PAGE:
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Vogue editor leaves in her own fashion


Alexandra Shulman

Alexandra Shulman

Alexandra Shulman

Everyone loves a good fashion feud - regardless of whether it happens to be real or not. When editor of British Vogue Alexandra Shulman announced last week she was stepping down from the position she has held for 25 years, rumours swiftly began circulating that it was in fact the ongoing bitter rivalry with US Vogue's Anna Wintour at the root of her resignation.

Yes, the quarter century she has spent at the helm of one of the world's most influential magazines that she successfully navigated through the economic downturn as well as bringing the magazine to its highest ever circulation while overseeing some of the most memorable fashion imagery of the past century, has been reduced to a mythical tit-for-tat between her and a woman who doesn't even live in the same country.

Shulman has had a remarkable career in media, not only for her longevity, but for her creative vision and innovation. She tapped into the irresistible allure of Kate Moss, featuring her 37 times on the cover alone. Moss's first cover for the magazine was in 1993, one year after Schulman assumed editorship.

Since then, Shulman has championed a diverse line-up of cover girls from Naomi Campbell and Princess Diana to plus-size model Ashley Graham, whose January 2017 cover made history as the first time a plus-size model appeared on the front of Vogue.

Shulman has been an advocate for body diversity in the industry, penning an open letter in 2009 to designers imploring them to provide bigger sample sizes so magazines could use larger models. As she grew aware that the industry - of which she was a part - consistently delivered stick-thin girls to the pages of fashion magazines, she pushed back against it.

She is famously outspoken, speaking candidly about everything from her panic attacks and dependency on Xanax to the fact that many fashion houses refused to lend samples for Graham's cover.

One of her final fashion coups was securing the first and only editorial shoot with Kate Middleton, the Duchess of Cambridge, for the magazine's centenary issue in June 2016. Since announcing her resignation her achievements at Vogue have been overshadowed by an imagined furore that spans the Atlantic and only piqued the public interest in 2016 via the BBC's documentary Absolutely Fashion.

In it, Shulman makes the executive decision to use pop star Rihanna on the cover despite knowing that Wintour intended to use the starlet the following month, thus robbing her of a lucrative cover star. What we saw was not Shulman the calculating fashion diva, but just a woman doing her job and doing it well. Okay, maybe a tiny bit calculating.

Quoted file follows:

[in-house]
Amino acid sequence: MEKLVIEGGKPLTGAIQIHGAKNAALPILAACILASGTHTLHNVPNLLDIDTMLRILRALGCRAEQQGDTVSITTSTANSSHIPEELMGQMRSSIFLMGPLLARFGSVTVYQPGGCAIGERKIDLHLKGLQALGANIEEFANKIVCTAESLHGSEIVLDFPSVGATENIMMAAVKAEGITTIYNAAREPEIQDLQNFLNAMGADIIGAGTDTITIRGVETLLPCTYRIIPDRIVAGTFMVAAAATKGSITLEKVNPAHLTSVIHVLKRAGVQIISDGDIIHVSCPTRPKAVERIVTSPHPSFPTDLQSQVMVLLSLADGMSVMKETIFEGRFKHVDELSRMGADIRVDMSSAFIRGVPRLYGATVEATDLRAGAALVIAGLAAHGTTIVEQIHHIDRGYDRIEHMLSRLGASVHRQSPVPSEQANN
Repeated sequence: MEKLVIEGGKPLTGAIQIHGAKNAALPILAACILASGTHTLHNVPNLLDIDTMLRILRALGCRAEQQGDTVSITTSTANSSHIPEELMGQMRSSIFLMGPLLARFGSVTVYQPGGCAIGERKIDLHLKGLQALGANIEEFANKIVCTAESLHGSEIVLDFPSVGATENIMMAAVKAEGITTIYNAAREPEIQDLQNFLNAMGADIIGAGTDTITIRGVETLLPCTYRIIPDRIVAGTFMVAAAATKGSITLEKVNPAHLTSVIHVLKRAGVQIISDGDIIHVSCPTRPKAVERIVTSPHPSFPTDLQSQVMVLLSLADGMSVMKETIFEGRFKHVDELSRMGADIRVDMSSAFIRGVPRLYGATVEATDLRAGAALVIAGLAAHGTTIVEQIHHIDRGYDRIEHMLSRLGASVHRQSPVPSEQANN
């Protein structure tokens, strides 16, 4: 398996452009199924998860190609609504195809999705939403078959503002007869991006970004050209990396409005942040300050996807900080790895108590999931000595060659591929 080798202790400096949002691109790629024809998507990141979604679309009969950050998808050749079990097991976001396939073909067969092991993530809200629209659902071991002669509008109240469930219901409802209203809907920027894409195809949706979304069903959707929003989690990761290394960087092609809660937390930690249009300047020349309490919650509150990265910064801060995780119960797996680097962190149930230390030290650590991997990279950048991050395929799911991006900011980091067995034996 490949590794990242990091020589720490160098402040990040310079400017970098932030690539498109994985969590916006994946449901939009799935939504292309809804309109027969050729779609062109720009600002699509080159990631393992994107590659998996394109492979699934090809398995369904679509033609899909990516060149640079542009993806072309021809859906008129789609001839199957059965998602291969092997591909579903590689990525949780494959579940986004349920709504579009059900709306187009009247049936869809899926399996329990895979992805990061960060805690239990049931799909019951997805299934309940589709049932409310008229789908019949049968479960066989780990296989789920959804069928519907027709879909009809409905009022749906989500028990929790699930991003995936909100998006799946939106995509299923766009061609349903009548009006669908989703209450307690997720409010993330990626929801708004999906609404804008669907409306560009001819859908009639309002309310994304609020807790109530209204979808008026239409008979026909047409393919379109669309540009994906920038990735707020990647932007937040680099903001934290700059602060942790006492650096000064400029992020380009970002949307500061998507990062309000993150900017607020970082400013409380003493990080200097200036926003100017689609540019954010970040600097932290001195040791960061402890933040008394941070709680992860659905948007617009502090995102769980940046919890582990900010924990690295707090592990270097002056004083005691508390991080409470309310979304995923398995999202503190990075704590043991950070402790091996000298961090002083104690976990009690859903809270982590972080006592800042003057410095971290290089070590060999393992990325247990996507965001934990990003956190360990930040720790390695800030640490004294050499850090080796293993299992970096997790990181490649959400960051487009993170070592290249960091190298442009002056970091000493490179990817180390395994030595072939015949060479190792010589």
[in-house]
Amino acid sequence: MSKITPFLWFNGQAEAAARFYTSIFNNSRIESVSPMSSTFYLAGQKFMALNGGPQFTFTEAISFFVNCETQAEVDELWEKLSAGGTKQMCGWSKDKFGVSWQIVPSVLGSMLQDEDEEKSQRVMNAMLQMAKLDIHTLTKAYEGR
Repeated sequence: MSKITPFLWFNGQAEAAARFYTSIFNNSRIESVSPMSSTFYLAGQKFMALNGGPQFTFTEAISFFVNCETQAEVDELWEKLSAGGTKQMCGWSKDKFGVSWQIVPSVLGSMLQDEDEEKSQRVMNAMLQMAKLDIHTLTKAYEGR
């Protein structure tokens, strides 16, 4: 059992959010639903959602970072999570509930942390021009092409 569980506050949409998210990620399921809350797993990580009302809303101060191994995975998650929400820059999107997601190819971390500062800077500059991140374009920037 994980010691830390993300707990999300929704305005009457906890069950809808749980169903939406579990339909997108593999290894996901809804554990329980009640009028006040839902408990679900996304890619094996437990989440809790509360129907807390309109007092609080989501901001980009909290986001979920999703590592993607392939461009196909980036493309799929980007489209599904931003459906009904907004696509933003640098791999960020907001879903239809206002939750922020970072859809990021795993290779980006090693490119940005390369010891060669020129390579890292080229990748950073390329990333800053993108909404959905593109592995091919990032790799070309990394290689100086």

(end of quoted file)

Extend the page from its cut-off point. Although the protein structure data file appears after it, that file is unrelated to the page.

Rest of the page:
Both Shulman's parents worked for Vogue, her father Milton Shulman as film critic, and her mother Drusilla Beyfus was an associate editor, and she has said herself it was the last place she wanted to end up. She envisaged herself as a hairdresser instead (which is ironic, given that when she landed the Vogue job, The New York Times reported that it was said the slightly scruffy-looking Shulman could "become better acquainted with a hairbrush").

Despite working in fashion journalism for Tatler and The Sunday Telegraph she was apparently not deemed 'fashion' enough for Vogue, having come directly from editing GQ. So it seems vacuous speculation has surrounded Shulman's tenure from beginning to end.

But maybe, just maybe, the real reason she is leaving is that after 25 years there is just not that much more she has to say about fashion.

For an industry built on the premise of producing something new every six months, has fashion lost its ability to shock?

There, I said it.

But really, what has 21stcentury fashion produced so far that hasn't been seen before? Take, for instance, last week's couture shows in Paris. Vetements, the most talked about label of the moment, showed a typically eclectic collection that included both a flouncy lace wedding dress and a man dressed in a green denim suit with crimson hair gelled into long spikes that jutted vertically from his skull.

Sure, it was unexpected at a couture show, but cast your mind back to Vivienne Westwood's chicken bone T-shirt, a confection that truly did shock society at the time, and it's all a bit regurgitated.

But then this comes from the brand that takes utter delight in snatching corporate logos - last season it was DHL, this season it looks to be IKEA - and emblazoning them onto T-shirts that the fashion pack scrambles to pay triple figures for.

Actually, perhaps they have hit on something new. And after 25 years at Vogue seeing a courier's uniform hailed as the latest must-have, maybe Shulman feels she really has seen it all.

Sunday Independent